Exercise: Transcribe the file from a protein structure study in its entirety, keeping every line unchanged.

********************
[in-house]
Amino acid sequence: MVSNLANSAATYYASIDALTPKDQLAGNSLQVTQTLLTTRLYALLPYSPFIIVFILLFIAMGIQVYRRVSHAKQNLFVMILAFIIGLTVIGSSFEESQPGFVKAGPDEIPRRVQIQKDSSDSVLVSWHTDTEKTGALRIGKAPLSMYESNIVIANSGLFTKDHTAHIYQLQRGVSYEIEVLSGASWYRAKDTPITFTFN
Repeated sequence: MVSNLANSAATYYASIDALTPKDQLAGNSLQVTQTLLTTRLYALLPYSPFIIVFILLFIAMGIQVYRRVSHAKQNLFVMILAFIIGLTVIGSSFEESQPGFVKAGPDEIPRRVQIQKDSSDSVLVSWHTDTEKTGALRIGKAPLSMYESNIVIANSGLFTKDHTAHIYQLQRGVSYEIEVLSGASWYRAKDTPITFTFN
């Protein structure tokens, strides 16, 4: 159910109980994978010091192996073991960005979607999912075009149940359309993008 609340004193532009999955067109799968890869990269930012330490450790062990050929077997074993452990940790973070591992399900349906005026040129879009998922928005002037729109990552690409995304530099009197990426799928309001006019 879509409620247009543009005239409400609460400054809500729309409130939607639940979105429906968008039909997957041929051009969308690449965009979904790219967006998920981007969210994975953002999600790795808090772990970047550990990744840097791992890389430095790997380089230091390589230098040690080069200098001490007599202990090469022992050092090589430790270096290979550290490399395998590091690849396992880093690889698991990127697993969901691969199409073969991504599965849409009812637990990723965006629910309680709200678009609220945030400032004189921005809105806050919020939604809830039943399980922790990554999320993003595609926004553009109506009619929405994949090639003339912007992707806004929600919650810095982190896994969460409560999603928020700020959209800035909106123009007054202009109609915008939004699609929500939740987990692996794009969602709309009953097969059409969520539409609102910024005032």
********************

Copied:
[in-house]
Amino acid sequence: MVSNLANSAATYYASIDALTPKDQLAGNSLQVTQTLLTTRLYALLPYSPFIIVFILLFIAMGIQVYRRVSHAKQNLFVMILAFIIGLTVIGSSFEESQPGFVKAGPDEIPRRVQIQKDSSDSVLVSWHTDTEKTGALRIGKAPLSMYESNIVIANSGLFTKDHTAHIYQLQRGVSYEIEVLSGASWYRAKDTPITFTFN
Repeated sequence: MVSNLANSAATYYASIDALTPKDQLAGNSLQVTQTLLTTRLYALLPYSPFIIVFILLFIAMGIQVYRRVSHAKQNLFVMILAFIIGLTVIGSSFEESQPGFVKAGPDEIPRRVQIQKDSSDSVLVSWHTDTEKTGALRIGKAPLSMYESNIVIANSGLFTKDHTAHIYQLQRGVSYEIEVLSGASWYRAKDTPITFTFN
């Protein structure tokens, strides 16, 4: 159910109980994978010091192996073991960005979607999912075009149940359309993008 609340004193532009999955067109799968890869990269930012330490450790062990050929077997074993452990940790973070591992399900349906005026040129879009998922928005002037729109990552690409995304530099009197990426799928309001006019 879509409620247009543009005239409400609460400054809500729309409130939607639940979105429906968008039909997957041929051009969308690449965009979904790219967006998920981007969210994975953002999600790795808090772990970047550990990744840097791992890389430095790997380089230091390589230098040690080069200098001490007599202990090469022992050092090589430790270096290979550290490399395998590091690849396992880093690889698991990127697993969901691969199409073969991504599965849409009812637990990723965006629910309680709200678009609220945030400032004189921005809105806050919020939604809830039943399980922790990554999320993003595609926004553009109506009619929405994949090639003339912007992707806004929600919650810095982190896994969460409560999603928020700020959209800035909106123009007054202009109609915008939004699609929500939740987990692996794009969602709309009953097969059409969520539409609102910024005032």